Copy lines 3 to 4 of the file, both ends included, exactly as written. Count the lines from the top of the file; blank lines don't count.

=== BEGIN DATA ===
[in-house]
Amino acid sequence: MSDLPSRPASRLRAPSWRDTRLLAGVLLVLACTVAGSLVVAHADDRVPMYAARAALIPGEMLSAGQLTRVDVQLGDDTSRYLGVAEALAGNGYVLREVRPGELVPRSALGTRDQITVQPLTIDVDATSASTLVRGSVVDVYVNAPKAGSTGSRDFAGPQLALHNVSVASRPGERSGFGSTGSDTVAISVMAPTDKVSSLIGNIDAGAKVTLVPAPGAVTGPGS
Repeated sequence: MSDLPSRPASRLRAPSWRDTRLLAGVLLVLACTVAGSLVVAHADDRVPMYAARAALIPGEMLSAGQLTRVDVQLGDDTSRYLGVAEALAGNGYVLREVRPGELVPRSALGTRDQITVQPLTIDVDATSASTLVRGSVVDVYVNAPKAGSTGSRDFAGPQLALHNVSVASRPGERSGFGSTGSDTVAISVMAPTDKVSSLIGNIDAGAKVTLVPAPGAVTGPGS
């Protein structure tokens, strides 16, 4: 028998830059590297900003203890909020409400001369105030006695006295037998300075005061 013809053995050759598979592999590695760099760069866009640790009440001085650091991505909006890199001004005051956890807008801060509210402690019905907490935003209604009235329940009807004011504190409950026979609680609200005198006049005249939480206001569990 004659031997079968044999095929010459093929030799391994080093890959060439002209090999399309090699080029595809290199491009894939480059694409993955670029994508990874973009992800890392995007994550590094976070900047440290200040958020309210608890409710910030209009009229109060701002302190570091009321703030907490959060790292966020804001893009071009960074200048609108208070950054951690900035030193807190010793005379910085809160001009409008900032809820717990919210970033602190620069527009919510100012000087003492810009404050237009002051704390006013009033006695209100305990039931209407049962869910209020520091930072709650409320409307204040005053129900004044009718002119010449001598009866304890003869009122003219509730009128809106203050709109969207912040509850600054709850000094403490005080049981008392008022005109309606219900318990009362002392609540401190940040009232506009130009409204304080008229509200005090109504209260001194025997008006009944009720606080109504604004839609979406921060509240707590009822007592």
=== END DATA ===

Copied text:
Repeated sequence: MSDLPSRPASRLRAPSWRDTRLLAGVLLVLACTVAGSLVVAHADDRVPMYAARAALIPGEMLSAGQLTRVDVQLGDDTSRYLGVAEALAGNGYVLREVRPGELVPRSALGTRDQITVQPLTIDVDATSASTLVRGSVVDVYVNAPKAGSTGSRDFAGPQLALHNVSVASRPGERSGFGSTGSDTVAISVMAPTDKVSSLIGNIDAGAKVTLVPAPGAVTGPGS
């Protein structure tokens, strides 16, 4: 028998830059590297900003203890909020409400001369105030006695006295037998300075005061 013809053995050759598979592999590695760099760069866009640790009440001085650091991505909006890199001004005051956890807008801060509210402690019905907490935003209604009235329940009807004011504190409950026979609680609200005198006049005249939480206001569990 004659031997079968044999095929010459093929030799391994080093890959060439002209090999399309090699080029595809290199491009894939480059694409993955670029994508990874973009992800890392995007994550590094976070900047440290200040958020309210608890409710910030209009009229109060701002302190570091009321703030907490959060790292966020804001893009071009960074200048609108208070950054951690900035030193807190010793005379910085809160001009409008900032809820717990919210970033602190620069527009919510100012000087003492810009404050237009002051704390006013009033006695209100305990039931209407049962869910209020520091930072709650409320409307204040005053129900004044009718002119010449001598009866304890003869009122003219509730009128809106203050709109969207912040509850600054709850000094403490005080049981008392008022005109309606219900318990009362002392609540401190940040009232506009130009409204304080008229509200005090109504209260001194025997008006009944009720606080109504604004839609979406921060509240707590009822007592």